Shares of Vince Holding Corp. rose 1.6 percent Thursday after the firm posted its first quarterly earnings report as a public company, having completed its public offering in November.
For the three months ended Feb. 1, the company said net income was $582,000, or 2 cents a diluted share, against a net loss of $11.6 million, or 44 cents, last year. On an adjusted basis, excluding in part the impact of non-Vince businesses prior to November’s initial public offering and certain public company transition costs, net income rose 15.1 percent to $8.7 million, or 23 cents a diluted share, from $7.6 million, or 20 cents, a year ago. Net sales rose 20.5 percent to $87.8 million from $72.8 million. Same-store sales gained 12.2 percent in the quarter.
For the year, the net loss narrowed to $27.4 million, or 98 cents a diluted share, from a net loss of $107.7 million, or $4.11, in 2012. On an adjusted basis, net income rose 23.6 percent to $28.1 million, or 73 cents a diluted share, from $22.7 million, or 60 cents, a year ago. Net sales rose 19.9 percent to $288.2 million from $240.4 million.
Jill Granoff, chief executive officer, said in a conference call to Wall Street analysts that the company plans to generate strong revenue growth via both new and existing product opportunities. For fiscal 2014, the company plans to increase its focus on outerwear and dresses in the women’s contemporary categories.
In a telephone interview, she said, “At the same time we are excited about the elevated product assortment launch in men’s this fall.” Its men’s footwear line will hit the floor around July, along with children’s apparel. Both are licensed categories, with major retail partners picking up the lines, Granoff said. The firm is planning on adding handbags to its women’s assortment in early 2015, but that will be done in-house.
The company, which is planning to add between six and eight stores to its existing count of 28, still has a goal of 100 stores in the U.S. It also is looking to open 15 to 25 shops-in-shop domestically and up to five internationally this year, Granoff said. At the end of 2013, it had 11 shops-in-shop in the U.S. and 10 internationally.
“These shops-in-shop are with key department store partners, such as Saks, Neiman Marcus and Bloomingdale’s,” the ceo explained.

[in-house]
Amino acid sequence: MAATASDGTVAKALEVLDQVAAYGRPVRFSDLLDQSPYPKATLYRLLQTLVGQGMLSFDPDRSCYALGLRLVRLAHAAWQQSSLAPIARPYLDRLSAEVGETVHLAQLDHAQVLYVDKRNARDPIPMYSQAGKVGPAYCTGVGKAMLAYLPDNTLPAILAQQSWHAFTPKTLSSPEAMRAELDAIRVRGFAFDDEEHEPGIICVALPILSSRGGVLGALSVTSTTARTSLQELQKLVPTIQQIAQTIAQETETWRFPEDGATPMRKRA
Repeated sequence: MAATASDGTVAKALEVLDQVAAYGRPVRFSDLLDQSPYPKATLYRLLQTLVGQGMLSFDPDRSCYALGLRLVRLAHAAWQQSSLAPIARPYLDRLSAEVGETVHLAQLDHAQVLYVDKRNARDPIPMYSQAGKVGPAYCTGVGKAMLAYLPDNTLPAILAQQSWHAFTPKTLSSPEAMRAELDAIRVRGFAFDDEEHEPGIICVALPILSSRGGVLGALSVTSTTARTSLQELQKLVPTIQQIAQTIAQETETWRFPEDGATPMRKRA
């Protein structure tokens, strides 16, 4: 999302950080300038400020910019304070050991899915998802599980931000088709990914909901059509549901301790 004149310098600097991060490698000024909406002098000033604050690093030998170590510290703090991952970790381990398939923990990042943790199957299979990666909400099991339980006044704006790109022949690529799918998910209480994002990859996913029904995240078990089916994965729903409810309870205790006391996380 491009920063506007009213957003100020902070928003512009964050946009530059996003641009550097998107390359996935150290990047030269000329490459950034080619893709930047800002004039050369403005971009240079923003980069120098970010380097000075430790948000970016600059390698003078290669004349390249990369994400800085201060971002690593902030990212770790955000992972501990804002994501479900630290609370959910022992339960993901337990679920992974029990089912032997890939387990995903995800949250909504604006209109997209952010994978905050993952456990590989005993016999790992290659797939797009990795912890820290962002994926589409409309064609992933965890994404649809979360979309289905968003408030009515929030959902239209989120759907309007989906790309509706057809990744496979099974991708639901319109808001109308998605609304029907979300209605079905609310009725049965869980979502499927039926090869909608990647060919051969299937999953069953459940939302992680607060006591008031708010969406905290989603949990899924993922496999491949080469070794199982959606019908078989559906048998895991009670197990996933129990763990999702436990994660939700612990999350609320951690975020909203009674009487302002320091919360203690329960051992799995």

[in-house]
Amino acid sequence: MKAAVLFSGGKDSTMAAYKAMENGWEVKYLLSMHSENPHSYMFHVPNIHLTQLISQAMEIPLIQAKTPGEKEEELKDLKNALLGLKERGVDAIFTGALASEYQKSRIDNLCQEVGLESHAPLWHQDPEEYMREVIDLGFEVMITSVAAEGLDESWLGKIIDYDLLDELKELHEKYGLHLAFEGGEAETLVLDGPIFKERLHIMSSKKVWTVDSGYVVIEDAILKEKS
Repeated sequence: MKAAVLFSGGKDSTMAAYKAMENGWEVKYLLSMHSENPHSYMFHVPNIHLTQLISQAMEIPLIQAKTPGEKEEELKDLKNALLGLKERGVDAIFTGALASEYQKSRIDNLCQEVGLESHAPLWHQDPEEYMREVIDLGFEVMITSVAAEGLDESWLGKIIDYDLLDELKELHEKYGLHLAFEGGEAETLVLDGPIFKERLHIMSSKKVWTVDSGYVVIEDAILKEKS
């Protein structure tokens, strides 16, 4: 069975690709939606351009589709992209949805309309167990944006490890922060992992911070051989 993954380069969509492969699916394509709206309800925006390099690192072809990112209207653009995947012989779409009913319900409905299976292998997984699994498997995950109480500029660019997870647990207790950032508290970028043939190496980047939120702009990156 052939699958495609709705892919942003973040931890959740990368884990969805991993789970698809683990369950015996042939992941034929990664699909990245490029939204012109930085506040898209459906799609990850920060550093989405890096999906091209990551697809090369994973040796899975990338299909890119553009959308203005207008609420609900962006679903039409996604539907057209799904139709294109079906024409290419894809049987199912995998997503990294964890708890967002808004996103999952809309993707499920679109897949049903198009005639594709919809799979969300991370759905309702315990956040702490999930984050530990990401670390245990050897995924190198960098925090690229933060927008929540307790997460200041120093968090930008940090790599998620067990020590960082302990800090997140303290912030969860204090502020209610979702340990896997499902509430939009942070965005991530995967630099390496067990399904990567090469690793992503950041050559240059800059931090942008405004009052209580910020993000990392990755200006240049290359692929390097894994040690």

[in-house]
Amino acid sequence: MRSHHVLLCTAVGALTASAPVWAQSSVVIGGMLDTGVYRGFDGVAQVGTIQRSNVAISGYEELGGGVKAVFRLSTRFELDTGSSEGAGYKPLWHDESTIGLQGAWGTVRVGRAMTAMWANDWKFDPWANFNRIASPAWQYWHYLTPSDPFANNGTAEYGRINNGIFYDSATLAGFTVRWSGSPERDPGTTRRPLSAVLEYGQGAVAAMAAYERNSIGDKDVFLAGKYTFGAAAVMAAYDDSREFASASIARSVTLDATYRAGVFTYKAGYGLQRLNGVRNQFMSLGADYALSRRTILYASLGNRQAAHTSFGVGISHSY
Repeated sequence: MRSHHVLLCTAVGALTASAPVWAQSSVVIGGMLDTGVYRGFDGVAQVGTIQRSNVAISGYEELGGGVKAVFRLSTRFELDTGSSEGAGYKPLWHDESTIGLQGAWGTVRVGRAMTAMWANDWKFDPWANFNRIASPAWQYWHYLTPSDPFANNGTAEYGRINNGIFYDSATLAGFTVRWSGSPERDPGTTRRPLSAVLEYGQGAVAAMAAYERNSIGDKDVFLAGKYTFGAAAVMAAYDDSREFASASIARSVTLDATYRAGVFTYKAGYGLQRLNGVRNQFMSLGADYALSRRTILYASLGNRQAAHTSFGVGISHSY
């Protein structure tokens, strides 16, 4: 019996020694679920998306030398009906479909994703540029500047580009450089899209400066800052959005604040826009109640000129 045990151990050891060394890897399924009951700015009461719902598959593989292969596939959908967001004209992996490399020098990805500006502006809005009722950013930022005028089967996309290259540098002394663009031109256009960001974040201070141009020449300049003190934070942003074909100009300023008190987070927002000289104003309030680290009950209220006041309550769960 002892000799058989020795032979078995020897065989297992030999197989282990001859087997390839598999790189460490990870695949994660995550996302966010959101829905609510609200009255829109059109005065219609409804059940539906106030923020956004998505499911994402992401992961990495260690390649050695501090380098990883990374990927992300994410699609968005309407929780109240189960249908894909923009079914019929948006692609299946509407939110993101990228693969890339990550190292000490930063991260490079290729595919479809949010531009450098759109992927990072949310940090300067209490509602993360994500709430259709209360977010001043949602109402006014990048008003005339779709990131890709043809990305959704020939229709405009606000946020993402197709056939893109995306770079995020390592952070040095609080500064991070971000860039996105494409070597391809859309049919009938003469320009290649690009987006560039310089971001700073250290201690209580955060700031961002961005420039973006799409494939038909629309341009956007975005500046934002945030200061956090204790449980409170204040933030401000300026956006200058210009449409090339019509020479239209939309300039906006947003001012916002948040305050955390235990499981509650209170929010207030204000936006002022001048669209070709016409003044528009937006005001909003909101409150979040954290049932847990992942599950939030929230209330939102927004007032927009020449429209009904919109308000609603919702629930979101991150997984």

For fiscal year 2014, the company said it expects diluted earnings per share at between 85 cents and 90 cents, on net sales of between $325 million and $340 million.
Shares of Vince on Thursday closed at $23.76 in trading on the New York Stock Exchange.
“Azzedine has been one of the biggest influences in my life. He has always been such a strong, loving, fatherly figure to me. I call him Papa. His designs are indescribably unique, they are pieces of art. He knew how to make the female form look its loveliest. I have so many memories of him; my favorite might be during my first show with him in Paris. He liked me and he wanted to help me get more work. He called all his friends at Kenzo and Comme des Garcons, and asked them to book me. They said, ‘But she can’t walk!’ And he said, ‘but she has such a great ass!' His friendship and support has been the great privilege of my career. I can't imagine life without him. Repose en paix mon Papa.” - @stephanieseymour tells @wwd. #wwdfashion (📷: @steveeichner) #alaia #azzedinealaia
Azzedine Alaïa, flanked by two of his closest friends, models Stephanie Seymour and Naomi Campbell.
He designed Seymour’s dress for her 1995 wedding to Peter Brant, and treated Campbell (who famously called him Papa), like a daughter. For more on the legendary designer, tap the link in bio. #wwdfashion #alaia #azzedinealaia
Azzedine Alaïa's “I-did-it-my-way” ethos stood out starkly at a time when brands are experimenting with consumer-facing fashion shows, coed formats and trans-seasonal collections – anything to perk up lackluster sales of ready-to-wear in an age of Insta-everything. “It’s not creation anymore. This becomes a purely industrial approach,” the late designer told WWD in an interview last year. “But anyway, the rhythm of collections is so stupid. It’s unsustainable. There are too many collections.” Read more about the iconic designer’s life and work on wwd.com, link in bio. #wwdfashion #azzedinealaia (📷: @WWD Archive, 1986) #alaia
Sneaker reselling app @goat’s latest exhibit, "The Greatest: New York," tells the story of New York's sneaker culture. To celebrate the exhibit, an intimate crowd gathered on Thursday night at the pop-up gallery space, located at Platform in Culver City, to hear guest speaker and illustrator @esymai talk about her own rise in streetwear and women in the business. "For me I'm just someone who is creative. I like to create things," said Chang. #wwdfashion
Azzedine Alaïa, one of the most iconic couturiers of the modern era whose body-con designs defined Eighties fashion, has died in Paris. The diminutive Tunisian-born designer, known for his structured knitted dresses with fitted waists and impeccably cut, figure-hugging second skin silhouettes was deeply admired by his peers, and counted supermodel Naomi Campbell - his adoptive daughter - among his inner circle, one of a gang of glamazons including Farida Khelfa, Carla Bruni and Stephanie Seymour who became ambassadors of his style. (📷: Alexandre Guirkinger) #wwdblast